They all do about the same thing only use different methods .So what would happen if say a stock cylinder were bored 15 thou over ,finger ports ,shallow cut in the cylinder wall .Could be two,could be 4 terminating right above the intake advanced 3-4 degrees ahead of the main transfers ,press in the sleeve .Cut the sleeve further down to ID size with port mapped template and do the ports .You'd probably have to stay fairly close to stock bore to save the cylinder wall strength .

What you could get might be better than externals ,that much advance before the main transfer would really boost the velocity .You would not need to reverse the piston or move the ring pins or worry about snagging a ring .Cut the extra ports with a hard upward angle to sweep above the intake but enough not to short circuit right out the exhaust .Who knows might work .It also might give you enough extra sweep you could leave the exhaust port long and really hang on to the torque .

Offline 1manband

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Re: McCulloch resleeve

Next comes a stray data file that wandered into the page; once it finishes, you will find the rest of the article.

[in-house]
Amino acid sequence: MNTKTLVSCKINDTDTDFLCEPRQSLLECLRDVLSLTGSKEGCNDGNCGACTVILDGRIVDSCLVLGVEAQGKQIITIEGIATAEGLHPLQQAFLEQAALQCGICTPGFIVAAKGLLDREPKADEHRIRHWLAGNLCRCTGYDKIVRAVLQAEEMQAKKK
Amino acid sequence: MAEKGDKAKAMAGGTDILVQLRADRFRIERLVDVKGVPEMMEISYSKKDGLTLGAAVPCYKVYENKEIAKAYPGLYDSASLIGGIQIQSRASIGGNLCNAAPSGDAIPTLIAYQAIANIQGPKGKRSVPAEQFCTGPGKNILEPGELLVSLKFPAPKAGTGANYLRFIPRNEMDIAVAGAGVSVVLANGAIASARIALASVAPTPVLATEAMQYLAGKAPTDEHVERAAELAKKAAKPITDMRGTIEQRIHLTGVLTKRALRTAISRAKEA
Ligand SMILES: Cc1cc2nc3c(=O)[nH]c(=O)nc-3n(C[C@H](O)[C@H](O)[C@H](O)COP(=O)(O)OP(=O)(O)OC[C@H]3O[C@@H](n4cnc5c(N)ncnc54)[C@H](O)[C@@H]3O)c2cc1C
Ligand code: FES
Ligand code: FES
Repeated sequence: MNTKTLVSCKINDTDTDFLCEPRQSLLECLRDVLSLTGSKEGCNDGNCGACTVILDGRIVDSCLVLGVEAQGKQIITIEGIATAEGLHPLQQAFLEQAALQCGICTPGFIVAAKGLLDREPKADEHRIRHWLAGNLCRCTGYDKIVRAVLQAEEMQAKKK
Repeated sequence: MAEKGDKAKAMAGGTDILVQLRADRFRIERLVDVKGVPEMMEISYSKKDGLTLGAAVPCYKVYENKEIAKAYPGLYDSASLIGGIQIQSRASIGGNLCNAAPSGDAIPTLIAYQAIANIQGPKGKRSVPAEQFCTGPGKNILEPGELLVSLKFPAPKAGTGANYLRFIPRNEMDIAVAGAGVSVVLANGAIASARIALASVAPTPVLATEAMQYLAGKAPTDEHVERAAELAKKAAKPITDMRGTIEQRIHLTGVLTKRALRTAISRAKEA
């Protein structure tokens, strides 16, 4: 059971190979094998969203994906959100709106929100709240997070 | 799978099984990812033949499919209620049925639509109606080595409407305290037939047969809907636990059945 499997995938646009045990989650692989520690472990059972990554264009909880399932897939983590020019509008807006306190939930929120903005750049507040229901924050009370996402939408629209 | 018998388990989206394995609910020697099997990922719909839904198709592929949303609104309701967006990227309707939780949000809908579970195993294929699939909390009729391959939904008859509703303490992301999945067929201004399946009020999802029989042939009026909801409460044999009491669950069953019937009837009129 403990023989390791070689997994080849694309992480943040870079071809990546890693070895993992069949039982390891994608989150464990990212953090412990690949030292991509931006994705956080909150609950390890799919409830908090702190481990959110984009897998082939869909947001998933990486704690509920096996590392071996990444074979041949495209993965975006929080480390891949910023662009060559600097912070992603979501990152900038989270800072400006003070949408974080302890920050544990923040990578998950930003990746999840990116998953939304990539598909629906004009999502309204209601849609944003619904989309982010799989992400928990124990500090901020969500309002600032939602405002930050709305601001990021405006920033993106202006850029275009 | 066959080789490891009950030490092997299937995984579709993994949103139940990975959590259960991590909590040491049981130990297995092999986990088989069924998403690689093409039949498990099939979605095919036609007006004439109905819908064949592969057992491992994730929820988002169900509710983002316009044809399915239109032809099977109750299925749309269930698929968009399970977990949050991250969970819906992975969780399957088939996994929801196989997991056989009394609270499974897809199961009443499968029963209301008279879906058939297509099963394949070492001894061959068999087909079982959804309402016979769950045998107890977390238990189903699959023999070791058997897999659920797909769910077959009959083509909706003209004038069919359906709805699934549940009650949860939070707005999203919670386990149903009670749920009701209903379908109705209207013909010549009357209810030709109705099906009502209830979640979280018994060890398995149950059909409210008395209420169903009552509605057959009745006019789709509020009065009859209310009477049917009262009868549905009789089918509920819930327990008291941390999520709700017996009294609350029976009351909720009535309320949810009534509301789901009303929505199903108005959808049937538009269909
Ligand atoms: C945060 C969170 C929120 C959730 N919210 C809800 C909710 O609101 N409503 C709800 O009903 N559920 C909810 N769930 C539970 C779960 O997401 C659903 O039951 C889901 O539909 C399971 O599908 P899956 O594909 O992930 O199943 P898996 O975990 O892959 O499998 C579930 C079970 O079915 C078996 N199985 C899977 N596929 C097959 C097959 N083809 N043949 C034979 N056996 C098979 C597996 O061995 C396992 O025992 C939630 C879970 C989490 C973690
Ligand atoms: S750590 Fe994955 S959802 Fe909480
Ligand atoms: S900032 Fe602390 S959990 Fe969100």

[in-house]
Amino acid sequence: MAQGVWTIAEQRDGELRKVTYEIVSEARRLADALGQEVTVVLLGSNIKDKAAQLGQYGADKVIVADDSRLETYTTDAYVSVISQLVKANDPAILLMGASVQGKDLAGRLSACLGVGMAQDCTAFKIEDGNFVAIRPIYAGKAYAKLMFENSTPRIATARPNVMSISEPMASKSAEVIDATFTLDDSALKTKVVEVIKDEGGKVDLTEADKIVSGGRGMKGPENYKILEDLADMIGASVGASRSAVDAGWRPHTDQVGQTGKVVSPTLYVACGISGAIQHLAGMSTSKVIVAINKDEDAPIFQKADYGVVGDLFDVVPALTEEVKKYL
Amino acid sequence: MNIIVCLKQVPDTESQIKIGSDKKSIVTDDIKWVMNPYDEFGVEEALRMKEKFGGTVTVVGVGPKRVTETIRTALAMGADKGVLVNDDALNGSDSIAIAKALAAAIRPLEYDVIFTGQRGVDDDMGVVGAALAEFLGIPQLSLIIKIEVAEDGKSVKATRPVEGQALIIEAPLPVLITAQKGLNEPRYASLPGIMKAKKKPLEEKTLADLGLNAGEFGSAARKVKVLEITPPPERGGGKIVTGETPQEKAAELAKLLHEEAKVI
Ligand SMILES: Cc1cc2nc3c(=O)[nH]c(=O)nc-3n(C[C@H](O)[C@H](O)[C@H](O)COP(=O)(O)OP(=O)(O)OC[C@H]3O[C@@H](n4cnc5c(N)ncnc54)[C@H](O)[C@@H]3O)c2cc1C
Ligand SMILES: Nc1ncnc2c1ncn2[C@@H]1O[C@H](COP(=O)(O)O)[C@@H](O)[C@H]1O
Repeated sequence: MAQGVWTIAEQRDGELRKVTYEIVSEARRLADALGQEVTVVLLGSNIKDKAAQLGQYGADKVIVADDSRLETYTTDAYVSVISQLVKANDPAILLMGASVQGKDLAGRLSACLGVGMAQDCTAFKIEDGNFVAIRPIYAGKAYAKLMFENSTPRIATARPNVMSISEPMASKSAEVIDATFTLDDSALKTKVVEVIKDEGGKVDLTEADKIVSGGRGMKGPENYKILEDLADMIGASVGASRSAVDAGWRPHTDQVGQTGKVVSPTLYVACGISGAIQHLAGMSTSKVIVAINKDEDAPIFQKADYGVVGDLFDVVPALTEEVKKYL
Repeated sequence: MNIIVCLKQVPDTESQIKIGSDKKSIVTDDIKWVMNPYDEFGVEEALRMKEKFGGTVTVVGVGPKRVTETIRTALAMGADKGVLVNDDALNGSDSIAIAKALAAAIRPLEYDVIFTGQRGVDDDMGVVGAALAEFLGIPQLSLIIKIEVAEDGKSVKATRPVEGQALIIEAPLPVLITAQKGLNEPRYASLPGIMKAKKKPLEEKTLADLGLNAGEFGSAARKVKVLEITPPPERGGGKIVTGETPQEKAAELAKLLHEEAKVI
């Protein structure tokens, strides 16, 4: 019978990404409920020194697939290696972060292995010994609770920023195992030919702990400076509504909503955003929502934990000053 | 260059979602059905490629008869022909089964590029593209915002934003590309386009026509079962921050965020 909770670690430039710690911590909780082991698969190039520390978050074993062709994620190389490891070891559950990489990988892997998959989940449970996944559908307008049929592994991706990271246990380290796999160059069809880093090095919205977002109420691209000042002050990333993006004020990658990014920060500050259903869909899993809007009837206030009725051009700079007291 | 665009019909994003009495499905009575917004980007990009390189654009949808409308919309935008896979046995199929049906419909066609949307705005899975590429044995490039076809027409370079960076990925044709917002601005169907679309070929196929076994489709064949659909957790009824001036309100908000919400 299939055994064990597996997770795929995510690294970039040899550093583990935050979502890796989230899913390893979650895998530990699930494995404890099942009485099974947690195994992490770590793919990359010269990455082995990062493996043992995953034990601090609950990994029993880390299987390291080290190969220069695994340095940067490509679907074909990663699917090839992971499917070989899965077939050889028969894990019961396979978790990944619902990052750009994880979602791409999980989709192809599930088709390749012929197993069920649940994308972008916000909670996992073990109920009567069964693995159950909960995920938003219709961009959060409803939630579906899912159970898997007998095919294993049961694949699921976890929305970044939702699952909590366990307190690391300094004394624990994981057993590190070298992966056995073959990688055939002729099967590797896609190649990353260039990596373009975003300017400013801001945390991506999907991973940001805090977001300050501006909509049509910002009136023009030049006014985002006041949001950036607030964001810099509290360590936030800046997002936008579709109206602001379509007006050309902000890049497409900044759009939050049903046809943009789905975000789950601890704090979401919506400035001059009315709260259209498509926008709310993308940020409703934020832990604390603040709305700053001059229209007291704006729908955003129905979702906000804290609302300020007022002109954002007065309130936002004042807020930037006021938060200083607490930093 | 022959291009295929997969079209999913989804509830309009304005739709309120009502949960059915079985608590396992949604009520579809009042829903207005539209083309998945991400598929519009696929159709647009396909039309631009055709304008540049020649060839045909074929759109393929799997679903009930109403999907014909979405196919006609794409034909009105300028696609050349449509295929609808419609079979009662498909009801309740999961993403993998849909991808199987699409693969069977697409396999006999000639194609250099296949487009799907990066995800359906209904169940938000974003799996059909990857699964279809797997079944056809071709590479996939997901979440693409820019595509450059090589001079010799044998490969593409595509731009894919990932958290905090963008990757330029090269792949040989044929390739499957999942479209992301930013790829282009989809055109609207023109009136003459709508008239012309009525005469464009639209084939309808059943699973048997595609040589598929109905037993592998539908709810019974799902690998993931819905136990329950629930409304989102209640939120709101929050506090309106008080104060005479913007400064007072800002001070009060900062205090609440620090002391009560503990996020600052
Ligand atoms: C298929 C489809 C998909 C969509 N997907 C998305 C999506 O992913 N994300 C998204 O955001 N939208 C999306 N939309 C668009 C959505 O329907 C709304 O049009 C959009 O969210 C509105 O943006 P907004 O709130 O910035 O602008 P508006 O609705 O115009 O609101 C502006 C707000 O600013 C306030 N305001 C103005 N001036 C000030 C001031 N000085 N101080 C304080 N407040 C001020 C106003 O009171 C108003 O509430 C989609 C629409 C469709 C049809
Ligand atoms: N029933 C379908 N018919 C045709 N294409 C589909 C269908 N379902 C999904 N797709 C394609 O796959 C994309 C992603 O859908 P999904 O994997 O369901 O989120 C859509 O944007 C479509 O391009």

« Reply #27 on: November 11, 2014, 08:35:08 am »
Now I have a very vivid imagination so bear with me .An idea which may or may not work .It's only theory and conjecture that it might .Application would be a race engine .Much ado about boost ports ,finger ports ,external ports and the like .
They all do about the same thing only use different methods .So what would happen if say a stock cylinder were bored 15 thou over ,finger ports ,shallow cut in the cylinder wall .Could be two,could be 4 terminating right above the intake advanced 3-4 degrees ahead of the main transfers ,press in the sleeve .Cut the sleeve further down to ID size with port mapped template and do the ports .You'd probably have to stay fairly close to stock bore to save the cylinder wall strength .